TGCat Processing

TGCat processes all data within an automatic system to allow the best access to newly public gratings data ready for analysis, and to allow the tgcat team to provide the best extractions of gratings data with ease and little delay. All TGCat processing is done by ISIS/S-Lang functions which set up and call CIAO tools.

For an overview of the TGCat pipelines see: Processing Definitions
For full details of CIAO tools, see
For information about ISIS, see

Gratings And Modes

grating/detector/mode combination supported: Modes of ACIS: grating detector modes:
Detector Grating Mode

A quick guide to the extractions

Chandra data are identified by a "sequence number" and by an "observation identifier", or OBSID. The sequence number generally defines a single scientific observation, but due to operational constraints, any given sequence number for a specific target may be broken into several intervals, and each is assigned a unique OBSID. We extract spectra by OBSID. During analysis, these may be combined. In the summary plots, we show combined data in order to provide the best overview of the quality of the observation. The data products themselves maintain the individual components of the spectra (different orders, gratings).

- In a later release, we intend to also provide data combined over the obsids of each sequence number

Very briefly, the extraction process consists of the following steps:
  1. perform event processing (geometric and pulse-height corrections; filtering on good events, good times);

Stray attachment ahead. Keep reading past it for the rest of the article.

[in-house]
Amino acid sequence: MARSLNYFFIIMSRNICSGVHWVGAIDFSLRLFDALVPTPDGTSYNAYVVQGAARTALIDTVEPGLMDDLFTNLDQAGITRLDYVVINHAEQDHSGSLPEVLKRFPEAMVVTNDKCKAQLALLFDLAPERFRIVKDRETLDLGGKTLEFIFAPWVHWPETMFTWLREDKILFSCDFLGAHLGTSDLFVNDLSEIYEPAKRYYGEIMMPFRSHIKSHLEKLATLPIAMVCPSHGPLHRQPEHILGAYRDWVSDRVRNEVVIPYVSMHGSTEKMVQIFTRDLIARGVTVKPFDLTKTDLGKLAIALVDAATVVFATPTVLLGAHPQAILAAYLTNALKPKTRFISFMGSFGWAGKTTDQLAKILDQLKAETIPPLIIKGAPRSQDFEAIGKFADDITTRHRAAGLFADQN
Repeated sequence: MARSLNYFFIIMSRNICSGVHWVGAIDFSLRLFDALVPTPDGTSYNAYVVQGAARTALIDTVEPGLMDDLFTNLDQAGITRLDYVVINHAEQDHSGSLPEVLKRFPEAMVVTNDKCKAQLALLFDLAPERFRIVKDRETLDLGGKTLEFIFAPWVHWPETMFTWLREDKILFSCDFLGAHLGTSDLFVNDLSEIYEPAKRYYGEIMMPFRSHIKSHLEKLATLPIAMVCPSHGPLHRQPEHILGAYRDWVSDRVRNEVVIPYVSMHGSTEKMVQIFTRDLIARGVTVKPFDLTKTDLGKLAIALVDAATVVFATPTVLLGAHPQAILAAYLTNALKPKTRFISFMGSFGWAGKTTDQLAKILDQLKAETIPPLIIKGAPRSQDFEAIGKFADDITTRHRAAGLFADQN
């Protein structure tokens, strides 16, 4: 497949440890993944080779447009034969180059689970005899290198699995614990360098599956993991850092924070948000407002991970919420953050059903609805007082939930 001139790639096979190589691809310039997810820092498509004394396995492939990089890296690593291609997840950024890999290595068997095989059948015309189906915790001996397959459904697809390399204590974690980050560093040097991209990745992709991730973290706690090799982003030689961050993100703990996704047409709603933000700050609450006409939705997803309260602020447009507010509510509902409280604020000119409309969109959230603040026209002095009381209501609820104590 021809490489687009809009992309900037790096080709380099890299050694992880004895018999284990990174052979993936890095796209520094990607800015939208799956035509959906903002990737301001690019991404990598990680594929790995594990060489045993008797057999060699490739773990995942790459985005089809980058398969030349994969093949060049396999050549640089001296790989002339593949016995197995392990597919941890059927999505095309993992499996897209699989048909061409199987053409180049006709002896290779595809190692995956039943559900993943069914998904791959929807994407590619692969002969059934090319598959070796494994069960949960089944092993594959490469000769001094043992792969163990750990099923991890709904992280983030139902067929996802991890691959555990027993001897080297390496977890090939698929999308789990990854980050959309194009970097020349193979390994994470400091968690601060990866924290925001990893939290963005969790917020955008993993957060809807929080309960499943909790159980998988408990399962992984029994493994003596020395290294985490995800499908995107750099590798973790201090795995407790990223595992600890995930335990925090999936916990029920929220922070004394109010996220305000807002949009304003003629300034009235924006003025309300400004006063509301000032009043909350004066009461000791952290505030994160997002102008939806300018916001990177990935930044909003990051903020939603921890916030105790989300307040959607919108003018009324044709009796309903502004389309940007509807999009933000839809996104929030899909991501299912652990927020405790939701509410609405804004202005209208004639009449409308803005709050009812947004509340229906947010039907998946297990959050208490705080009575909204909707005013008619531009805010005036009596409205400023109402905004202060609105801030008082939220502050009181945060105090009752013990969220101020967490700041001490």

2. determine the zeroth order's centroid (this is the origin of the wavelength scale);
  3. define a spatial mask which encloses spectral regions;
  4. filter on the spatial mask and transform spatial to spectral coordinates (wavelength, and cross-dispersion angle); if the detctor is ACIS, use the CCD energy to resolve orders.
  5. bin the spectra, sorted by order and grating, filtering on the cross-dispersion region; from the region adjacent to the source spectrum, bin a background spectrum (most important for LETG/HRC, rarely important for HETG/ACIS).
  6. Generate response files (effective area, or "ARF", and line-spread-function, or "RMF");
  7. compute a light curve from the diffracted photons;
  8. compute some summary spectral quantities (counts and fluxes in bands);
  9. generate summary plots.
- For an in-depth look at the pipelines for each Grating/Detector/Mode combination see Processing Definitions

Finding the Zeroth Order

TGCat uses one of two automatic methods for determining the zero order position: The methods used are checked during the Validation and Verification ( V&V ). If the method used failed to center on the zero order accurately, the alternate automatic method will be used or the V&V scientist will provide either exact coordinates of the zero order centroid or a region to act as an initial guess ( for cases where the target source is displaced from the proposers TARGET coordinates )

V&V process

All the extractions were inspected by a person familiar with the instruments and spectra. We check that the zeroth order position is accurate, that the spectral extraction region is appropriate, check for avoidable source confusion, and that all the products exist. The V&V procedure is guided by the same plots as presented in the preview pages. Comments and warnings are available in the results table ("v" link), and as download products. Comments provide information about the source which may be relevant for analysis. Warnings indicate problems or features which may complicate analysis. Some common comments and warnings are:

VV process - Obsids Not in Catalog

There were some processing errors which caused us to reject extraction until custom processing is done ( these are not included in the catalog): Finally, there were obsids which could not be processed due to inherent limitations (e.g., HETG used with just the ACIS-S3 (acis-7) readout, or LETG used with HRC-I); the list of these obsids can be viewed here .
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